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4
Dec 2012

Incline Education Needs YOU!

Dear community members and education advocates of Incline Village:

Your help is needed to guide our local education visioning, planning, and leadership decision support.

Please review this “State of Education” summary and most importantly COMPLETE THE SURVEY at the end:

 

Education Planning Overview and Survey

 

Thank you very much for your time and consideration!

- Mary

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9
Nov 2012

Announcing: Vision 2020 for Incline Education Action Team Meeting

A N N O U N C I N G!                                                       (Click here for full graphic version of announcement)

Vision 2020 for Incline Education Action Team Meeting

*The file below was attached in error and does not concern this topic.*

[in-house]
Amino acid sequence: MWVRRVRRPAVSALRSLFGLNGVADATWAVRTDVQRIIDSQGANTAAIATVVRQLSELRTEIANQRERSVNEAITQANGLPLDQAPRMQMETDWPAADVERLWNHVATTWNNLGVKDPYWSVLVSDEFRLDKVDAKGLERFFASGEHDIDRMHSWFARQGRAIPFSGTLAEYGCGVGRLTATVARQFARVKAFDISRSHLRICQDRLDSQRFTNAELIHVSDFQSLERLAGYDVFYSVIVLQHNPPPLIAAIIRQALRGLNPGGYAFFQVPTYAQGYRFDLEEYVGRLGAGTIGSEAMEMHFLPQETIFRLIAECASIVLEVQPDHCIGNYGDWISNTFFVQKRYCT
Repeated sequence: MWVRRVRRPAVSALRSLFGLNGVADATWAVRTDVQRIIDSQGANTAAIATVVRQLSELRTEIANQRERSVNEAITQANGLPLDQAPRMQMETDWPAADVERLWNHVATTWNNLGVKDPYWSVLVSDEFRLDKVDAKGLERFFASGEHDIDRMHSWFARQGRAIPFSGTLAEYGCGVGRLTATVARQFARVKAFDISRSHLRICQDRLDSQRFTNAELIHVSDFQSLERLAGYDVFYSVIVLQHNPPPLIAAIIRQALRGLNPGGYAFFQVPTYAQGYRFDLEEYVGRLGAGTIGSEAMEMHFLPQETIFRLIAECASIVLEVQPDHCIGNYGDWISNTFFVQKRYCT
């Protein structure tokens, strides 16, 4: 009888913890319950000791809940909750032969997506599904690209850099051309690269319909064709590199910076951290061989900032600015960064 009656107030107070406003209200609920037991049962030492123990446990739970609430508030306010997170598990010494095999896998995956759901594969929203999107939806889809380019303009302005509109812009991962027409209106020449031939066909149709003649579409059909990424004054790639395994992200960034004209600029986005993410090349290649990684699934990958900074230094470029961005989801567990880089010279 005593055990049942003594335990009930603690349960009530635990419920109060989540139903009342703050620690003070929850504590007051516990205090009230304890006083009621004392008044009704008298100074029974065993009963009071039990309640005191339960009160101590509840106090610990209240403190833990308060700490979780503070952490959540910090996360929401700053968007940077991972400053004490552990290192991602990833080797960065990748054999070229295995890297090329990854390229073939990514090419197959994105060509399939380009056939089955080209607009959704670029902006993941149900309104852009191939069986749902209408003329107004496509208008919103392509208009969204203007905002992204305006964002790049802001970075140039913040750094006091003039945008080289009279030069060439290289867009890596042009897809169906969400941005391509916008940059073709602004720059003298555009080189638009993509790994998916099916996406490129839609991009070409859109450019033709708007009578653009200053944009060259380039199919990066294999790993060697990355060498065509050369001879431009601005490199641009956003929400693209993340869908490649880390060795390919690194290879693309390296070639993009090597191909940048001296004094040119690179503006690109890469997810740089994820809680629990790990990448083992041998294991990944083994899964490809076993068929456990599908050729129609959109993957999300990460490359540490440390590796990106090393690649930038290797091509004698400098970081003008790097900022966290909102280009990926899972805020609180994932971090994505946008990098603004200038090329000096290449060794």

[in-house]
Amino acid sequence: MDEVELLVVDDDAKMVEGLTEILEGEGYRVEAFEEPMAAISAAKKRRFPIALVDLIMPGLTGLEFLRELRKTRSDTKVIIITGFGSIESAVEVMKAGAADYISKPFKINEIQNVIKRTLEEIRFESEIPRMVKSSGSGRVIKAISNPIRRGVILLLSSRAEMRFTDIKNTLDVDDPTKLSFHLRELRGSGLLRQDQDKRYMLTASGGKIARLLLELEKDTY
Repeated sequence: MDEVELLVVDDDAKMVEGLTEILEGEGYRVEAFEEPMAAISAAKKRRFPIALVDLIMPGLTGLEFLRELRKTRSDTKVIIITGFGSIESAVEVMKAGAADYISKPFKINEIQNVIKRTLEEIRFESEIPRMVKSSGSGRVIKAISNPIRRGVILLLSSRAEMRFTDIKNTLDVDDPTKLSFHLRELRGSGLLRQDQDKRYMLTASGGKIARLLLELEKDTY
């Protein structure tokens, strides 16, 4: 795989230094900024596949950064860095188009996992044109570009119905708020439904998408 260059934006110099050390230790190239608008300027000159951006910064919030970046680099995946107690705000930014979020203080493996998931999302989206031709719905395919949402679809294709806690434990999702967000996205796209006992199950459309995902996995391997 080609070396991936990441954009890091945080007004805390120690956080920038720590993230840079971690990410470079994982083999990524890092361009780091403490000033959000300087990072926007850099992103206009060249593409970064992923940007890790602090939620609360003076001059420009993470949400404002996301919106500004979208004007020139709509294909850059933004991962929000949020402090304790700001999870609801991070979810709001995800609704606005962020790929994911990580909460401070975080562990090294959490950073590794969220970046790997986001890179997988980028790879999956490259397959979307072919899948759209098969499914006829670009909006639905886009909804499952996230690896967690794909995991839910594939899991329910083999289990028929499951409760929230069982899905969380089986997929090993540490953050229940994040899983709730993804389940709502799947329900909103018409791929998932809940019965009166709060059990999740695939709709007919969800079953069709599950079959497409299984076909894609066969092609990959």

Tuesday November 13
4:00 – 6:00 pm
Donald W. Reynolds Community Non-Profit Center – upstairs training room
(Parasol Foundation Building, 948 Incline Way)

Intention for our meeting:
To invent possibilities for Incline Village to become known as an Education Destination that
inspires and engages our community and others.
To create a shared vision for education in our area through 2020.

Agenda – Visioning & Planning Process:
Step 1: Desired Future Whole group – Participants share their personal visions for IV as and education destination. Education leaders share their vision & broad plans.

Step 2: Break-out groups generate aligned vision statements.

Step 3: Where are we today? Review current reality through data and perceptions

Step 4+:  Creative Tension -  Next meetings to identify gaps and generate solutions